“A revitalising oasis where cool design and attentive service meet against a spectacular desert backdrop”
A flowery garden path leads from the hotel's main living area to the minimalist yet cosy bedrooms, each of which has its own external door. They're spotless, spacious, light and airy, with a desert-inspired décor and colour scheme.
But it's the view which is the main attraction - towards the stunning conical Licancabur volcano, or facing the sunset behind the salt mountains. In the Oriente Rooms, full-length sliding doors lead outside to a cushioned seating area, which is great for star-gazing in the clear desert skies.
Inside, the four-poster beds are large and firm, with soft white cotton sheets, a lightweight duvet, a warmer brown counterpane and plump pillows. Llama-skin and woollen rugs partially cover the warm grey stone floor, and an upright wicker chair and armchair complete the soft furnishings.
The bathroom is separated from the bedroom by frosted glass with a pretty branch design, and fragrant verbena products from L'Occitane are supplied. Our room (number 6) had 2 wonderfully powerful showers, 1 indoor and 1 outdoor, while others (such as room 30) replace the indoor shower with a tub. You also get a Tierra Atacama-branded vanity set, facial spray, sewing kit, hairdryer, robe and slippers.
In all rooms, you get a fan, heating, WiFi and a safe box but there are no TVs. It can get a little stuffy at night as the adobe walls retain the day's heat and release it in the evening, but this can be solved by leaving the doors open for a while.
The restaurant forms a part of the main open-plan living area. High ceilings and full-length windows allow a sense of space and light that echoes the plains beyond. Slim steel columnns, dark wood tables and the palate of muted desert shades keep things cool.
A decent breakfast buffet of cereals, breads, toast, conserves, cold cuts and cooked eggs is served in the mornings from 8am to 10am, and a breakfast picnic is taken on early-morning excursions.
Lunch (1-3pm) and dinner (8-10pm) are 3-course set menus, usually a meat/fish and a vegetarian option. The emphasis is on locally sourced ingredients and simple regional specialities - we loved the Chilean ceviche with coconut milk, and the perfectly prepared congrio fish with salsa verde. The food can veer towards the pedestrian - some of the salads are a little too straightforward and lacking the finesse expected of such a high-quality establishment - but thoughtful touches like flower garnishes are welcome.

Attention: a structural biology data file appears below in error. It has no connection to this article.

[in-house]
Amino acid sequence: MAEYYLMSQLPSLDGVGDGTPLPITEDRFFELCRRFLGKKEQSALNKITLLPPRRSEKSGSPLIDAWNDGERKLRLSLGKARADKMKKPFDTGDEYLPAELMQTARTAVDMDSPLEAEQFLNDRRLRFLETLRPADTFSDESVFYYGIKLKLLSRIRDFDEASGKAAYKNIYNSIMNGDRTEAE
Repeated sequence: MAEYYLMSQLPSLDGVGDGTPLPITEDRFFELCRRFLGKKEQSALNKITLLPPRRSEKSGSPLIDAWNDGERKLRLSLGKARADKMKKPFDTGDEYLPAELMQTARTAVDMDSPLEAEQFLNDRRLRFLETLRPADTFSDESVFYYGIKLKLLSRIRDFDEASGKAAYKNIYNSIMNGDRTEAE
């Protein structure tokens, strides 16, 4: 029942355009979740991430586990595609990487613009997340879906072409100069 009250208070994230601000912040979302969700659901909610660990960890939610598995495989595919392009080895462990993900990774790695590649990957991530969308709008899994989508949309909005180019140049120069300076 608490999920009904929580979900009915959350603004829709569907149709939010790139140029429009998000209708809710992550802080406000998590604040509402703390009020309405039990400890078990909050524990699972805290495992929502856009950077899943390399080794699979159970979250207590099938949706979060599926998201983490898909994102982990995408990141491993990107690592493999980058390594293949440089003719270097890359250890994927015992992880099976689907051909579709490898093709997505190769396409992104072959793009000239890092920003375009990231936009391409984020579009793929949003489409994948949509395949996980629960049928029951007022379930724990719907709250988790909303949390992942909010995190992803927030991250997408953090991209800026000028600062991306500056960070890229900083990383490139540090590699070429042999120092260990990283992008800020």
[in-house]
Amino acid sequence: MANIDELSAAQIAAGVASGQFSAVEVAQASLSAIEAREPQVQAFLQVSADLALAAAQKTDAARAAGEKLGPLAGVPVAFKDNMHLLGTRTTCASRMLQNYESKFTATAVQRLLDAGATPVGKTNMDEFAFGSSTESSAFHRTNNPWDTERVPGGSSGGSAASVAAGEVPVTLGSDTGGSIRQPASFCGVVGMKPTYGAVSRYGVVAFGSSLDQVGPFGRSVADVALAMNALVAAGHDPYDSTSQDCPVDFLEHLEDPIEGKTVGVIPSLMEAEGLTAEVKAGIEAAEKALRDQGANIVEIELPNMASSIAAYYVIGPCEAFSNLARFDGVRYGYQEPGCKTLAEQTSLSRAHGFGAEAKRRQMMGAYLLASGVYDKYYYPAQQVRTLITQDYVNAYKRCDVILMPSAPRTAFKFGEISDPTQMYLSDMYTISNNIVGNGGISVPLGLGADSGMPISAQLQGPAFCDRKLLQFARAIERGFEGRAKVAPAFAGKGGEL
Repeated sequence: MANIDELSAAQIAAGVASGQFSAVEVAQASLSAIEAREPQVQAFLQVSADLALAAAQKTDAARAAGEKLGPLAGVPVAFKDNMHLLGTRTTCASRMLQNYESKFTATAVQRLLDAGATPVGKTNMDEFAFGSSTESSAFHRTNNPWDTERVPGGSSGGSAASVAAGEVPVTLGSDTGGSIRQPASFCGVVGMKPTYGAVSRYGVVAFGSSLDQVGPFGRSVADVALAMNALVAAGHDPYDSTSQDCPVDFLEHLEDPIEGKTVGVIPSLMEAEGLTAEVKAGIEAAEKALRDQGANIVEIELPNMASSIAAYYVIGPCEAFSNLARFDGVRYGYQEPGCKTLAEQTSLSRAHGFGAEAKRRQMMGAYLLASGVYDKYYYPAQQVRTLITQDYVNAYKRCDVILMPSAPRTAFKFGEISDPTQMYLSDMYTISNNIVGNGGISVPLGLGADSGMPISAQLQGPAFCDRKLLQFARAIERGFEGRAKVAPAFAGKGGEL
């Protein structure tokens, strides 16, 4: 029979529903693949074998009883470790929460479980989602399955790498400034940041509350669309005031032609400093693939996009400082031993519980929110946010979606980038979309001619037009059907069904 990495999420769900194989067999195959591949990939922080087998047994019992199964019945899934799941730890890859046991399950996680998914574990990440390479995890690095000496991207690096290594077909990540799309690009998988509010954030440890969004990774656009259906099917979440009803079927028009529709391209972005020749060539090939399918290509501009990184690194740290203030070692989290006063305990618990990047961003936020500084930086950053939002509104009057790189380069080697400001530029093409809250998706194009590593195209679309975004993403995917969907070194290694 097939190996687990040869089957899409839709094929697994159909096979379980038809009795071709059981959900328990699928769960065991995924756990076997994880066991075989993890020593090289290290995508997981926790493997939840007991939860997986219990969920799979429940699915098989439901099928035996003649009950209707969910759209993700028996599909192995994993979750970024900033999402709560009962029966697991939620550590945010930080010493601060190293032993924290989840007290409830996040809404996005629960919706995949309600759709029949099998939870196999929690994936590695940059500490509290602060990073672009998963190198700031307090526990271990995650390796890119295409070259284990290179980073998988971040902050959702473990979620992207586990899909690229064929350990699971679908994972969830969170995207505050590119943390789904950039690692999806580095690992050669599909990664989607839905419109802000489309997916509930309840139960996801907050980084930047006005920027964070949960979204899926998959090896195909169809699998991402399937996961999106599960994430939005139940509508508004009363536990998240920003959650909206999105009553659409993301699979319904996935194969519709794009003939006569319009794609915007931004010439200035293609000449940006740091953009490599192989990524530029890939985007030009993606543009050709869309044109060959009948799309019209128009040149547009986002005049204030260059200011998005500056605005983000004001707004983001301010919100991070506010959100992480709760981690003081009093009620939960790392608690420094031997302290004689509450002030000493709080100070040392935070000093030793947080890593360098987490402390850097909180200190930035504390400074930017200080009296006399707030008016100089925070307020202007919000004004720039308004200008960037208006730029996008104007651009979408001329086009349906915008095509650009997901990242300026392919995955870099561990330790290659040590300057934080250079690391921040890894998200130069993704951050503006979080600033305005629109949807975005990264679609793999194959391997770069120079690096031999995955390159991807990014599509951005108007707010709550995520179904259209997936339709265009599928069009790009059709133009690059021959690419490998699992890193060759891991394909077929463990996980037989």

A comprehensive list of Chilean wines is available, but only a small selection of wines by the glass are provided under the all-inclusive tariff. After-dinner coffees and teas are served, but an interesting and tasty alternative is an infusion of the local rica-rica herb, which is reputed to have digestive properties. Fresh fruit salads are always on the menu, and delicious fruit juices are prepared to order at the bar at any time.
There are several decent restaurants in San Pedro de Atacama, particularly on and around the bustling Calle Caracoles, serving parriladas (barbecued meat), pizzas, sandwiches and local specialities. Blanco and Puro Chile stand out.
On your first day you figure out an itinerary with the head of excursions. Guides are knowledgeable, enthusiastic and friendly, and speak excellent English. Transport is comfortable, and snacks and cold drinks are provided; trips are for a maximum of 10 people, but usually the group will be about 6. You could:
While it is best suited to older children and teens, smaller ones will be well looked after here - Chileans love childen. The absence of any TVs in the rooms may be a shock to the system of some children, but there's a TV in the main living area, and board games, computer games and toys are also available. There is plenty of room to run around and explore - wicker chairs hang from trees in different locations to make a cool swing, kids can pick fruit such as pomegranates and grapes when in season, and walkways lead to hidden corners where tomatoes or sunflowers grow.
The desert landscape is visually exciting for kids, and while they may not be as enthralled by geological intricacies as their parents might, the excursions can easily be adapted for families. Under 16s are not allowed in the spa area.
Children (4-12 years), Teens (over 12)
There are two family rooms, both made up of three interconnecting bedrooms, which each have their own bathroom, plus a large private terrace overlooking the hotel gardens. These can sleep up to six people.
Babysitting available by arrangement, for an additional charge.
Remember baby and child equipment may be limited or need pre-booking
Pool is unfenced, there's an open fire in the living room.